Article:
Dawn of the iPhone will

Saturday, 01 February 2014

In November 2013, the Supreme Court of Queensland held, in the matter of Re: Yu,1  that an electronic will saved onto a smartphone should be admitted to probate.

Across the various jurisdictions in Australia, a will is generally not valid unless it is in writing and signed by the testator in the presence of two or more witnesses (with those witnesses subscribing the will in the presence of the testator).2

However, the legislation in Australia gives power to the courts to dispense with the formal requirements for execution of a will.3  The courts may exercise their powers to admit informal wills where:

  • there is a ‘document’;
  • which purports to state the testamentary intentions of a deceased person; and
  • the court is satisfied that the person intended the document to form the person’s will.

In considering whether to admit an informal will, Australian courts generally have regard to evidence on the way the document was executed and any evidence of the person’s testamentary intentions (including evidence of statements made by the person).4  This has led to some interesting decisions in recent times, particularly where persons have purported to document their wills electronically.

The iPhone will

In Re: Yu, a young man, alone and suffering an intense personal crisis, tapped various farewell letters to friends and family, followed by his will, on the Notes app of his iPhone. Not long after, he took his own life.

The deceased’s brother, executor under the iPhone will, applied to the Supreme Court of Queensland for the will to be admitted to probate, wherein the court applied the elements referred to above.

The court was satisfied the iPhone will constituted a ‘document’ based on legislative definitions of the term.5  As to the second element, the court held it was clear from an examination of the document that the will set out the person’s testamentary intentions as it dealt with the whole of the deceased’s property and provided for its distribution at a time when the deceased was plainly contemplating his imminent death and where the document nominated an executor (and an alternative) who was authorised to deal with the deceased’s affairs in the event of his death. As to the third element, the court found the wording used in the will, where it was created shortly after a number of farewell notes, evinced the person’s intention that the iPhone be legally operative to dispose of his assets upon his death. Accordingly, the court admitted the will to probate.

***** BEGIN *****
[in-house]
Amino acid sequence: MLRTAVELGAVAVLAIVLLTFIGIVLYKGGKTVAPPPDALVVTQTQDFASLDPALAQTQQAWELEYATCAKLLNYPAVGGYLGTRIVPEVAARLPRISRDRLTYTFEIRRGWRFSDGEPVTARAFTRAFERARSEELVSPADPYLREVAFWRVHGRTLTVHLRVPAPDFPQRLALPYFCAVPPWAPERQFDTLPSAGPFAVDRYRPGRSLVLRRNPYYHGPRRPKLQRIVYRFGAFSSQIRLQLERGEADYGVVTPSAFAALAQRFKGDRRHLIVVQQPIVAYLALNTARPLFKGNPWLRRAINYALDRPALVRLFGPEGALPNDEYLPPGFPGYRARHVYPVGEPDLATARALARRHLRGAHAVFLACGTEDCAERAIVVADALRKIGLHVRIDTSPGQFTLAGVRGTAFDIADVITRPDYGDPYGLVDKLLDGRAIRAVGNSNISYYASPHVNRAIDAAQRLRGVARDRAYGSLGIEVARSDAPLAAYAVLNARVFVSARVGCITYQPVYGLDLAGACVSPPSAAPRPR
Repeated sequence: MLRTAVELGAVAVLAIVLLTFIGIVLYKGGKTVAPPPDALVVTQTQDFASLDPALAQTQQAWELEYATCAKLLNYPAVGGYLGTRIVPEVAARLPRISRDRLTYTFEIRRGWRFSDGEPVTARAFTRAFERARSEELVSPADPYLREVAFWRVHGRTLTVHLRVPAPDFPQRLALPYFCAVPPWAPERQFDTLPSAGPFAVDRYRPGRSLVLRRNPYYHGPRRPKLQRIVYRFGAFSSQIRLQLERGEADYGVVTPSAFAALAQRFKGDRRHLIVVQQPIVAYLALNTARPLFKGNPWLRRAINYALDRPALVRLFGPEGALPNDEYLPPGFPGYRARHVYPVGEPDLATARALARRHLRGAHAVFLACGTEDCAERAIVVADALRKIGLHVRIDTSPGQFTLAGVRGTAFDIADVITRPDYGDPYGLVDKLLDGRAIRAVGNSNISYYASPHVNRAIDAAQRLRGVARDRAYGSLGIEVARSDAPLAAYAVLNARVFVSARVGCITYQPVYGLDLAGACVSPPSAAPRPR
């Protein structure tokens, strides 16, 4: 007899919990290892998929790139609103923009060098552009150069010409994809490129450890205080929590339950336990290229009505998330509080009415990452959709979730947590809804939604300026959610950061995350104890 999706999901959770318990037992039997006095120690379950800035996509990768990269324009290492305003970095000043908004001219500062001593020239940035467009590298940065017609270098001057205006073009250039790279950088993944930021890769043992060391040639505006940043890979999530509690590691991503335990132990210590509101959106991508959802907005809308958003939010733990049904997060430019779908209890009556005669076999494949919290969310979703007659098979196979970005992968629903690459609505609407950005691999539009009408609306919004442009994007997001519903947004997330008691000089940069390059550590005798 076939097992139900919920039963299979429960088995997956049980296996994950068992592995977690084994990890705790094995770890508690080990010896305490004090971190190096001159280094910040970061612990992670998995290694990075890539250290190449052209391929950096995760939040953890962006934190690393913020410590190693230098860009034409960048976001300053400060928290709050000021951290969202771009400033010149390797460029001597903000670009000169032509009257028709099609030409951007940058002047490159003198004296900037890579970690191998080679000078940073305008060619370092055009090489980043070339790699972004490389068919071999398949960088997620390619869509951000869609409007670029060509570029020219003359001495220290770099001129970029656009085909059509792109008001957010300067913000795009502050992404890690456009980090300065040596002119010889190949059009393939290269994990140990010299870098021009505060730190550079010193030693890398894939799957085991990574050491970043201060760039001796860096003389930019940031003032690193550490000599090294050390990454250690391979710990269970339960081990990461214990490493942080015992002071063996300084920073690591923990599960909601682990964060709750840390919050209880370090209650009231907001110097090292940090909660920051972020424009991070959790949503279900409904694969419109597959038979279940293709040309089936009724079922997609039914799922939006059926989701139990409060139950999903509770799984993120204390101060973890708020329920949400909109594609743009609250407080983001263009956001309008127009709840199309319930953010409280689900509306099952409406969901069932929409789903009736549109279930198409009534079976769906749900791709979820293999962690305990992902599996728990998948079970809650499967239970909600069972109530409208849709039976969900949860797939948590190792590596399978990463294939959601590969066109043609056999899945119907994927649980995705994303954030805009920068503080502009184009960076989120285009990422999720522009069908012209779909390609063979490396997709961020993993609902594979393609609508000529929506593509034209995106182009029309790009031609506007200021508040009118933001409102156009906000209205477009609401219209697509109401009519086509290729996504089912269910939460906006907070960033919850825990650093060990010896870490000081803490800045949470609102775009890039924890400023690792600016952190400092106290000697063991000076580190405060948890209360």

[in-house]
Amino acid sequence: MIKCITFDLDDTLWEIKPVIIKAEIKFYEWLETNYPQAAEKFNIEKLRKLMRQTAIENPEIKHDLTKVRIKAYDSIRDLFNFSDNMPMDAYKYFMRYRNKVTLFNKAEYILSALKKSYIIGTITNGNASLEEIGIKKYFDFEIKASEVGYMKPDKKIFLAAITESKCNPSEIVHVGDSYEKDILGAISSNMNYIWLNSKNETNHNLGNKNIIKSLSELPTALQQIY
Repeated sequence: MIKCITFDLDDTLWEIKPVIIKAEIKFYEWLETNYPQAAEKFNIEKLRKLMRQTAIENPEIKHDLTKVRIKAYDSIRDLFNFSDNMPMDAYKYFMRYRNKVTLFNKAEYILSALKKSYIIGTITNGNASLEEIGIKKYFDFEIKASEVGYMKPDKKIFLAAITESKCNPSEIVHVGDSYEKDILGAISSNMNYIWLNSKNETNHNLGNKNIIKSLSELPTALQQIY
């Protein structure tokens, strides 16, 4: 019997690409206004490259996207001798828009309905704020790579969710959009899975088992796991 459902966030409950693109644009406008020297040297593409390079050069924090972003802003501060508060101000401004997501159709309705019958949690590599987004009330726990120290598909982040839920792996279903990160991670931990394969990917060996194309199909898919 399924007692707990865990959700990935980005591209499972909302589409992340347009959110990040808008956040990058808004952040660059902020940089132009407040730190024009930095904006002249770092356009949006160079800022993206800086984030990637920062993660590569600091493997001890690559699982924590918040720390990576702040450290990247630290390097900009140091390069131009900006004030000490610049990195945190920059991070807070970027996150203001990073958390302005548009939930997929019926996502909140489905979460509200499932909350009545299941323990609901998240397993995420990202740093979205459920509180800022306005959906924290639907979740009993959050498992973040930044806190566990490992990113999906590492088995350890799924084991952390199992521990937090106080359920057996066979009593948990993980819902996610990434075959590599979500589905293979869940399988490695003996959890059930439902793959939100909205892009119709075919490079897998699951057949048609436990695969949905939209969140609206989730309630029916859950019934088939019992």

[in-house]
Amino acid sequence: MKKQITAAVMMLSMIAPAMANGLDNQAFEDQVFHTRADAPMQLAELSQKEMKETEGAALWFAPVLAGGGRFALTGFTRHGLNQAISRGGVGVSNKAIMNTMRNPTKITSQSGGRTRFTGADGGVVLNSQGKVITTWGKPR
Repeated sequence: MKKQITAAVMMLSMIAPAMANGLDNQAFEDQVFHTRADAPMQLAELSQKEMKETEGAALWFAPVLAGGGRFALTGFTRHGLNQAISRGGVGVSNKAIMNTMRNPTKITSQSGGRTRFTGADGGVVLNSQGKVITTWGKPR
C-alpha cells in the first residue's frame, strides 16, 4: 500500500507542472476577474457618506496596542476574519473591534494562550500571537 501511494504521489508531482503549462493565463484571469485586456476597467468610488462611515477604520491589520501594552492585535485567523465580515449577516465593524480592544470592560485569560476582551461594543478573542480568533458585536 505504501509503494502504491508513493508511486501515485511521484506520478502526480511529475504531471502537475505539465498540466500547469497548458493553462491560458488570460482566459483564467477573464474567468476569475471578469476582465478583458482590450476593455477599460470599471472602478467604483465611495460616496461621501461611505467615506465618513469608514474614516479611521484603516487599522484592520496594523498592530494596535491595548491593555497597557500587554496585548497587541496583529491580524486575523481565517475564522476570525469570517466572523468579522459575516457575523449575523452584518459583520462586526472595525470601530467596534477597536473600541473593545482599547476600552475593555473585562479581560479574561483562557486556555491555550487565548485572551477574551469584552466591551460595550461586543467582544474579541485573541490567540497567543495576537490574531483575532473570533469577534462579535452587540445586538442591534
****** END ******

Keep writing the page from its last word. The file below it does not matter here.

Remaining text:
While this is the first time we have seen probate being granted for a will saved on a smartphone, Australian courts have previously granted probate for wills saved on other forms of electronic media. In 2013, the Supreme Court of Victoria admitted to probate a will recorded by a person using a webcam.6  Further, the Supreme Court of New South Wales in 2012 admitted to probate a will saved as a Word document on a person’s laptop computer.7

As more people make use of smartphones (and other forms of electronic media), the courts are likely to encounter an increasing number of informal wills in years to come. The landmark decision in Re: Yu heralds a novel development for succession law in Australia and reflects the courts’ willingness to apply well established legal principles to new technologies. However, it remains to be seen whether one day in the future the laws surrounding the valid execution of wills might be changed to account for electronic wills.

  • 1[2013] QSC 322
  • 2Succession Act 2006 (NSW), s6; Wills Act 1997 (Vic), s7; Succession Act 1981 (Qld), s10; Wills Act 2008 (Tas), s8
  • 3Succession Act 2006 (NSW), s8; Succession Act 1981 (Qld), s18; Wills Act 1936 (SA), s12; Wills Act 1970 (WA), s32; Wills Act 2008 (Tas), s10
  • 4Succession Act 2006 (NSW), Wills Act 1997 (Vic), s9; Succession Act 1981 (Qld), s18; Wills Act 1970 (WA), s32; Wills Act 2008 (Tas), s10
  • 5Succession Act 1981 (Qld), s5 and Acts Interpretation Act 1954 (Cth), s36
  • 6Estate of Sheron Jude Ladduhetti (unreported, Supreme Court of Victoria, 20 September 2013)
  • 7Alan Yazbek v Ghosn Yazbek and another [2012] NSWSC 594
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Charlie Young and Yvonne O’Byrne

Charlie Young TEP is a Senior Associate and Yvonne O’Byrne is a Solicitor at Bennett & Philp Lawyers

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